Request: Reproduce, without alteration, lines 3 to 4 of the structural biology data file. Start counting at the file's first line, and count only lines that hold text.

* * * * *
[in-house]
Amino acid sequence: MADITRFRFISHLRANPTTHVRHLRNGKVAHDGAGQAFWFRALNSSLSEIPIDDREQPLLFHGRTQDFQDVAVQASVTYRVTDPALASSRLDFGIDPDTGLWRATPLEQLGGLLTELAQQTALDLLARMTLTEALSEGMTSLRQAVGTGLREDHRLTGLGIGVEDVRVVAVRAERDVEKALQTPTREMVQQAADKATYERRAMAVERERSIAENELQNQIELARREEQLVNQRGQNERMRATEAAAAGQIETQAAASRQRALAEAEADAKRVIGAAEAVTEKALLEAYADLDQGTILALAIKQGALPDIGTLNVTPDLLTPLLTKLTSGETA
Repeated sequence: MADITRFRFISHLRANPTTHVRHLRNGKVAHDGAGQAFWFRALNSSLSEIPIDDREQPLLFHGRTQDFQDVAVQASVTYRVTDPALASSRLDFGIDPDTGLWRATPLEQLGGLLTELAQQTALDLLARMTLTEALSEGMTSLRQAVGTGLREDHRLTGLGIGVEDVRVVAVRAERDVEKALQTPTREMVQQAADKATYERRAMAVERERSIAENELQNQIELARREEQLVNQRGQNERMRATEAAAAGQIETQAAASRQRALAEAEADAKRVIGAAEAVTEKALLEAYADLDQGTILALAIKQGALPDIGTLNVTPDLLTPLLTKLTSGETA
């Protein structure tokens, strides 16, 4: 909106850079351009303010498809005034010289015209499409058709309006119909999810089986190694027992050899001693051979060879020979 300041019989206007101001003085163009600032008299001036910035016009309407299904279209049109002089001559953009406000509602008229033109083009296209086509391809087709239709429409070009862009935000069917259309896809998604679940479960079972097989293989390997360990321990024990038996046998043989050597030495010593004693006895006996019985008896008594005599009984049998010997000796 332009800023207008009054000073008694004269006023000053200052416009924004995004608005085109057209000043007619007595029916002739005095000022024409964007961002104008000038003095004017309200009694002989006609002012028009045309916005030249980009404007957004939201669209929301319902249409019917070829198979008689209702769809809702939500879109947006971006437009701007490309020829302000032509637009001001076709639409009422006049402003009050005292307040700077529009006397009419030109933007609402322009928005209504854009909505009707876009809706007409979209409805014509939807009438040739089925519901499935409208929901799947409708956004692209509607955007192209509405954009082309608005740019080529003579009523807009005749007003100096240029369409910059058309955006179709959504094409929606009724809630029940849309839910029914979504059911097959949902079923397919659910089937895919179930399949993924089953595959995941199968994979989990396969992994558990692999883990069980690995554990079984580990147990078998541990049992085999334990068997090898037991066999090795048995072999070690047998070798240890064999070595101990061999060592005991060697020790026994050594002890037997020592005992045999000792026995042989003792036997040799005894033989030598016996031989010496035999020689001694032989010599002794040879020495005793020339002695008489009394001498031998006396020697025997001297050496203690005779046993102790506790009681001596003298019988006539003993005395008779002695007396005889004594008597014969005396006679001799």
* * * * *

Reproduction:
Repeated sequence: MADITRFRFISHLRANPTTHVRHLRNGKVAHDGAGQAFWFRALNSSLSEIPIDDREQPLLFHGRTQDFQDVAVQASVTYRVTDPALASSRLDFGIDPDTGLWRATPLEQLGGLLTELAQQTALDLLARMTLTEALSEGMTSLRQAVGTGLREDHRLTGLGIGVEDVRVVAVRAERDVEKALQTPTREMVQQAADKATYERRAMAVERERSIAENELQNQIELARREEQLVNQRGQNERMRATEAAAAGQIETQAAASRQRALAEAEADAKRVIGAAEAVTEKALLEAYADLDQGTILALAIKQGALPDIGTLNVTPDLLTPLLTKLTSGETA
């Protein structure tokens, strides 16, 4: 909106850079351009303010498809005034010289015209499409058709309006119909999810089986190694027992050899001693051979060879020979 300041019989206007101001003085163009600032008299001036910035016009309407299904279209049109002089001559953009406000509602008229033109083009296209086509391809087709239709429409070009862009935000069917259309896809998604679940479960079972097989293989390997360990321990024990038996046998043989050597030495010593004693006895006996019985008896008594005599009984049998010997000796 332009800023207008009054000073008694004269006023000053200052416009924004995004608005085109057209000043007619007595029916002739005095000022024409964007961002104008000038003095004017309200009694002989006609002012028009045309916005030249980009404007957004939201669209929301319902249409019917070829198979008689209702769809809702939500879109947006971006437009701007490309020829302000032509637009001001076709639409009422006049402003009050005292307040700077529009006397009419030109933007609402322009928005209504854009909505009707876009809706007409979209409805014509939807009438040739089925519901499935409208929901799947409708956004692209509607955007192209509405954009082309608005740019080529003579009523807009005749007003100096240029369409910059058309955006179709959504094409929606009724809630029940849309839910029914979504059911097959949902079923397919659910089937895919179930399949993924089953595959995941199968994979989990396969992994558990692999883990069980690995554990079984580990147990078998541990049992085999334990068997090898037991066999090795048995072999070690047998070798240890064999070595101990061999060592005991060697020790026994050594002890037997020592005992045999000792026995042989003792036997040799005894033989030598016996031989010496035999020689001694032989010599002794040879020495005793020339002695008489009394001498031998006396020697025997001297050496203690005779046993102790506790009681001596003298019988006539003993005395008779002695007396005889004594008597014969005396006679001799």